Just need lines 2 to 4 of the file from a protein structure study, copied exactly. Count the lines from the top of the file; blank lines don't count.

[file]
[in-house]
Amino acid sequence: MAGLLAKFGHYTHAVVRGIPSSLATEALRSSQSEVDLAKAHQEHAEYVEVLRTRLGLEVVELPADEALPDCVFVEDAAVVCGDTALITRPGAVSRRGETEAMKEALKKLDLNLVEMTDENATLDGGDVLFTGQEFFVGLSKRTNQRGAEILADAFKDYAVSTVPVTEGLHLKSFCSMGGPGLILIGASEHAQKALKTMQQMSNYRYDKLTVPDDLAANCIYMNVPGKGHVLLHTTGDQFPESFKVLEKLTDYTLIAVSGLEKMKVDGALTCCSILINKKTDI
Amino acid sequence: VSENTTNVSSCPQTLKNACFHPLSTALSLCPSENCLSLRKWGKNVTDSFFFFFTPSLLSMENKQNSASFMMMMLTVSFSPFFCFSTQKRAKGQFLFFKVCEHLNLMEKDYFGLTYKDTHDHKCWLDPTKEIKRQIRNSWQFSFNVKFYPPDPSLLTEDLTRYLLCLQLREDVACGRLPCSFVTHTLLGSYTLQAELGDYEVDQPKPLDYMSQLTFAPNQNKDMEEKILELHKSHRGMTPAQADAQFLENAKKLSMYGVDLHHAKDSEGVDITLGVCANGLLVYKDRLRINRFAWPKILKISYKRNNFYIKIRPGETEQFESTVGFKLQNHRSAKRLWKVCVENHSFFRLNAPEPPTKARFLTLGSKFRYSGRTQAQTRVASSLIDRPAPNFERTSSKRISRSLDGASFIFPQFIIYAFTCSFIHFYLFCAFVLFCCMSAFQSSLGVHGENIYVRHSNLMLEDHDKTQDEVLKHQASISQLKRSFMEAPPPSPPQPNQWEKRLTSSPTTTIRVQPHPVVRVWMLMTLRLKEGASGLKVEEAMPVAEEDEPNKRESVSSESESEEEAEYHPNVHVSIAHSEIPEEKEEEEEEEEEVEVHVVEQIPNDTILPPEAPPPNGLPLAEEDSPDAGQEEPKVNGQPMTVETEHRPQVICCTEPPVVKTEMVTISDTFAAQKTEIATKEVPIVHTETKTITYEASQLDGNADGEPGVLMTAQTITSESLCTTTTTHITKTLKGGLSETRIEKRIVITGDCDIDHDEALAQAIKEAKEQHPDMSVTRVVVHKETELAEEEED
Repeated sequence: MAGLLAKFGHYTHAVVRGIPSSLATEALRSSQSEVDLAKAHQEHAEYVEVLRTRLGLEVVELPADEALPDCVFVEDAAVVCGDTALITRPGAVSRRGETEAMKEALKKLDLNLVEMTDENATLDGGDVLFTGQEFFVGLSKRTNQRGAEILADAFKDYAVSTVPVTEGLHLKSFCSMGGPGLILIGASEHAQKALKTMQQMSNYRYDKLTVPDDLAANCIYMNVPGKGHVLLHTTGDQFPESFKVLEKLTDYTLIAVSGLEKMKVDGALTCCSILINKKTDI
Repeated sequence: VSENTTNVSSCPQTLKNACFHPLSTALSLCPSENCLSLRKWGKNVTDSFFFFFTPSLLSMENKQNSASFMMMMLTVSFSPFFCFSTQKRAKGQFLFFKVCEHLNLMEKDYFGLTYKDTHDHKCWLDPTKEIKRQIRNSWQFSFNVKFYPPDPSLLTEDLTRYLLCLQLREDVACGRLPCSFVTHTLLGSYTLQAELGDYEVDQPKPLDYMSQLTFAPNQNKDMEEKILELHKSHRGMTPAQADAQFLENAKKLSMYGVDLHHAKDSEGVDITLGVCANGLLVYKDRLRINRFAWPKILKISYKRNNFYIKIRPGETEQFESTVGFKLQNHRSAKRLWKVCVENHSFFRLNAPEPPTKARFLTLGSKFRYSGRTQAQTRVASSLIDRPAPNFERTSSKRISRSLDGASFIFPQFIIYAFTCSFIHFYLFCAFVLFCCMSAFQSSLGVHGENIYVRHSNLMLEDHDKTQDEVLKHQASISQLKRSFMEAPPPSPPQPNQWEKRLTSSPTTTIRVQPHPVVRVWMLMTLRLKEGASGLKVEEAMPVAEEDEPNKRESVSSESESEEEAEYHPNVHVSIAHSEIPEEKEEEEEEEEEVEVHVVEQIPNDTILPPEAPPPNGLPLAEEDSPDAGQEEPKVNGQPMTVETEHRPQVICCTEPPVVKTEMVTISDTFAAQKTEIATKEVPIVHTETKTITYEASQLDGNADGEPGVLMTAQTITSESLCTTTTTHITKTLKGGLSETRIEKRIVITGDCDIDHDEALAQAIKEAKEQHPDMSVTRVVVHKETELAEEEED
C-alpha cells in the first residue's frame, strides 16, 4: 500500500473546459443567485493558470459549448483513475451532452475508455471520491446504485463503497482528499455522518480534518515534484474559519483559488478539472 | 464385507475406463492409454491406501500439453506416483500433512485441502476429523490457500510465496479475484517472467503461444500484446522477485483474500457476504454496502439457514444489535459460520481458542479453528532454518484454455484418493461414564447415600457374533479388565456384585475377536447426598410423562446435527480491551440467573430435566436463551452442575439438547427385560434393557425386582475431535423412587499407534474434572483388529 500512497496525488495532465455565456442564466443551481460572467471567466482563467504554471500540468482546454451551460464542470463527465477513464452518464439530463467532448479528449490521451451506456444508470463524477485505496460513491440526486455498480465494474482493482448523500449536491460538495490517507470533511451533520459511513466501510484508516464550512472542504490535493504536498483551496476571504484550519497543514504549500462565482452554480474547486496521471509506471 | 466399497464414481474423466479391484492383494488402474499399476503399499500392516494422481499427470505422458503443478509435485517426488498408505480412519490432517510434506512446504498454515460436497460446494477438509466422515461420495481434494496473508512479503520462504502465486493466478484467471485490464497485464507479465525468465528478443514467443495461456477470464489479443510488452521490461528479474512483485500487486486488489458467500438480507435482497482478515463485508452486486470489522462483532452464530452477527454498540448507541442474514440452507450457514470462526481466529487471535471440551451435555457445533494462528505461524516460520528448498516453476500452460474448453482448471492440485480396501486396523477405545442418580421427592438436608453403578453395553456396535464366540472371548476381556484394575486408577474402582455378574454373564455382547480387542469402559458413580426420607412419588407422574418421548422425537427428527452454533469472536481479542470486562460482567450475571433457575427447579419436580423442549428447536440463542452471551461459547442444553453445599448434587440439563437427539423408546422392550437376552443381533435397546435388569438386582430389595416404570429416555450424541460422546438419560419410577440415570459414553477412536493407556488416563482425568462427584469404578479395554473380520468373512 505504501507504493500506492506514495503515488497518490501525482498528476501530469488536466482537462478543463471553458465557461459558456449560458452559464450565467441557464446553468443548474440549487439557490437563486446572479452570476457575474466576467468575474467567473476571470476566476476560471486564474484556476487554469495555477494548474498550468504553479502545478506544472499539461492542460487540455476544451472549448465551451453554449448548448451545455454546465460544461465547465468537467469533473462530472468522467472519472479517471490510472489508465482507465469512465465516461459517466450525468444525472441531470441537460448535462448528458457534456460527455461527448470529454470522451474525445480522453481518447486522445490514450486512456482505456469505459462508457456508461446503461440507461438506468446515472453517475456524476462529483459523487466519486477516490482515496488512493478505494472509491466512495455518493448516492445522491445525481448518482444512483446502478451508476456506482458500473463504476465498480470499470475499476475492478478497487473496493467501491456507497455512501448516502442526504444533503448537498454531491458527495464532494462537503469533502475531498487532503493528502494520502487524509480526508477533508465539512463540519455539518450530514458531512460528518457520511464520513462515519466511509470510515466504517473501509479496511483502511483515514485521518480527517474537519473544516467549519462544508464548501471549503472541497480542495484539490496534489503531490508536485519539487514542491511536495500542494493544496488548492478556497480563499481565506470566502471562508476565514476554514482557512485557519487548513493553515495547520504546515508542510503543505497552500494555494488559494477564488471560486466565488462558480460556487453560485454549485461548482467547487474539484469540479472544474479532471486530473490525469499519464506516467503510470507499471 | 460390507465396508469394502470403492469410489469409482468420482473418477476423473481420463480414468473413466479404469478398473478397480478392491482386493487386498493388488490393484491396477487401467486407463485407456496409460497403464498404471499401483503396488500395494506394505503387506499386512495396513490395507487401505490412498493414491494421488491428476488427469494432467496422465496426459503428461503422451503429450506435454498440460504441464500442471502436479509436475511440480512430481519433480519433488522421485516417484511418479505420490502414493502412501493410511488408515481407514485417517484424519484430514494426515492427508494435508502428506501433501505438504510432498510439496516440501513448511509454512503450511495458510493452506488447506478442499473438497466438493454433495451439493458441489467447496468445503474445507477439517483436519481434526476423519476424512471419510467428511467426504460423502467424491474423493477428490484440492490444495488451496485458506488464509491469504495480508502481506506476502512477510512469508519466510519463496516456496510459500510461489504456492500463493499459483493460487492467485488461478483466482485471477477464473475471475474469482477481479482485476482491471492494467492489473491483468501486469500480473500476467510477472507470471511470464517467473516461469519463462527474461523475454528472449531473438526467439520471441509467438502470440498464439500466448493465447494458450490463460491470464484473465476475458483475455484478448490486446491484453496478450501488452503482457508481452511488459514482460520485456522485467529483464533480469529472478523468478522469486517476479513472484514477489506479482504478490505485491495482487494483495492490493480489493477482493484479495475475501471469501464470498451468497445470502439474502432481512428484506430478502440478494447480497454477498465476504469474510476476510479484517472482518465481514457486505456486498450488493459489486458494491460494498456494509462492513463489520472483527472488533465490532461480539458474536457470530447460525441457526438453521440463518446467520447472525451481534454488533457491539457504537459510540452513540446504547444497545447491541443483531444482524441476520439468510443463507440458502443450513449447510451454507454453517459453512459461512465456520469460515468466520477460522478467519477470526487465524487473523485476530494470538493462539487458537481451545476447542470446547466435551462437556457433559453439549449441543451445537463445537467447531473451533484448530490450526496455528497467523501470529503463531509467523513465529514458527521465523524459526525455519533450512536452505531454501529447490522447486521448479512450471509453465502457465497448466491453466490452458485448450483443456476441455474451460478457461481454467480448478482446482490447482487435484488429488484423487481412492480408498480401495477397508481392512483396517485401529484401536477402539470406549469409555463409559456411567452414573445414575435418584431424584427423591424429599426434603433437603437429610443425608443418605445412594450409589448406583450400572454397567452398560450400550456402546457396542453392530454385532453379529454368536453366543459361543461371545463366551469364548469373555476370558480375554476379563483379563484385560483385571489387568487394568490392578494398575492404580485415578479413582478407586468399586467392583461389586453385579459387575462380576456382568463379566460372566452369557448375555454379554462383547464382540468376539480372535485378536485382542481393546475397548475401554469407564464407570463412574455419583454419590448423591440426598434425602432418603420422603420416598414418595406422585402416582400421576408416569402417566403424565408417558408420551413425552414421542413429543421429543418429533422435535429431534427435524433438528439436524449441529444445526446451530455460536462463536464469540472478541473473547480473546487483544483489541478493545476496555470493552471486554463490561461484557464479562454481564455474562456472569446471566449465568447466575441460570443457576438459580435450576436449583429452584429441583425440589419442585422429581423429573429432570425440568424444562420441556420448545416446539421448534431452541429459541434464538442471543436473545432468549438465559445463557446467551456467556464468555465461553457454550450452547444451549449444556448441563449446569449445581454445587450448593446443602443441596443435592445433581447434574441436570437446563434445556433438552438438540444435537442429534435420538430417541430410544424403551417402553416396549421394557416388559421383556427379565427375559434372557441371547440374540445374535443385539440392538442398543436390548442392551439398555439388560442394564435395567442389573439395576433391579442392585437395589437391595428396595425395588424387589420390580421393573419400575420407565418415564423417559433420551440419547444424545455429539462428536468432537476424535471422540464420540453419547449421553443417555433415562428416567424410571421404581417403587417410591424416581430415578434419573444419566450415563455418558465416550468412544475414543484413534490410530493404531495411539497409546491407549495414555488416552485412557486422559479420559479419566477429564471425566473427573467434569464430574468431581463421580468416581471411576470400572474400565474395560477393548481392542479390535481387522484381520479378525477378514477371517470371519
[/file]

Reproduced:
Amino acid sequence: MAGLLAKFGHYTHAVVRGIPSSLATEALRSSQSEVDLAKAHQEHAEYVEVLRTRLGLEVVELPADEALPDCVFVEDAAVVCGDTALITRPGAVSRRGETEAMKEALKKLDLNLVEMTDENATLDGGDVLFTGQEFFVGLSKRTNQRGAEILADAFKDYAVSTVPVTEGLHLKSFCSMGGPGLILIGASEHAQKALKTMQQMSNYRYDKLTVPDDLAANCIYMNVPGKGHVLLHTTGDQFPESFKVLEKLTDYTLIAVSGLEKMKVDGALTCCSILINKKTDI
Amino acid sequence: VSENTTNVSSCPQTLKNACFHPLSTALSLCPSENCLSLRKWGKNVTDSFFFFFTPSLLSMENKQNSASFMMMMLTVSFSPFFCFSTQKRAKGQFLFFKVCEHLNLMEKDYFGLTYKDTHDHKCWLDPTKEIKRQIRNSWQFSFNVKFYPPDPSLLTEDLTRYLLCLQLREDVACGRLPCSFVTHTLLGSYTLQAELGDYEVDQPKPLDYMSQLTFAPNQNKDMEEKILELHKSHRGMTPAQADAQFLENAKKLSMYGVDLHHAKDSEGVDITLGVCANGLLVYKDRLRINRFAWPKILKISYKRNNFYIKIRPGETEQFESTVGFKLQNHRSAKRLWKVCVENHSFFRLNAPEPPTKARFLTLGSKFRYSGRTQAQTRVASSLIDRPAPNFERTSSKRISRSLDGASFIFPQFIIYAFTCSFIHFYLFCAFVLFCCMSAFQSSLGVHGENIYVRHSNLMLEDHDKTQDEVLKHQASISQLKRSFMEAPPPSPPQPNQWEKRLTSSPTTTIRVQPHPVVRVWMLMTLRLKEGASGLKVEEAMPVAEEDEPNKRESVSSESESEEEAEYHPNVHVSIAHSEIPEEKEEEEEEEEEVEVHVVEQIPNDTILPPEAPPPNGLPLAEEDSPDAGQEEPKVNGQPMTVETEHRPQVICCTEPPVVKTEMVTISDTFAAQKTEIATKEVPIVHTETKTITYEASQLDGNADGEPGVLMTAQTITSESLCTTTTTHITKTLKGGLSETRIEKRIVITGDCDIDHDEALAQAIKEAKEQHPDMSVTRVVVHKETELAEEEED
Repeated sequence: MAGLLAKFGHYTHAVVRGIPSSLATEALRSSQSEVDLAKAHQEHAEYVEVLRTRLGLEVVELPADEALPDCVFVEDAAVVCGDTALITRPGAVSRRGETEAMKEALKKLDLNLVEMTDENATLDGGDVLFTGQEFFVGLSKRTNQRGAEILADAFKDYAVSTVPVTEGLHLKSFCSMGGPGLILIGASEHAQKALKTMQQMSNYRYDKLTVPDDLAANCIYMNVPGKGHVLLHTTGDQFPESFKVLEKLTDYTLIAVSGLEKMKVDGALTCCSILINKKTDI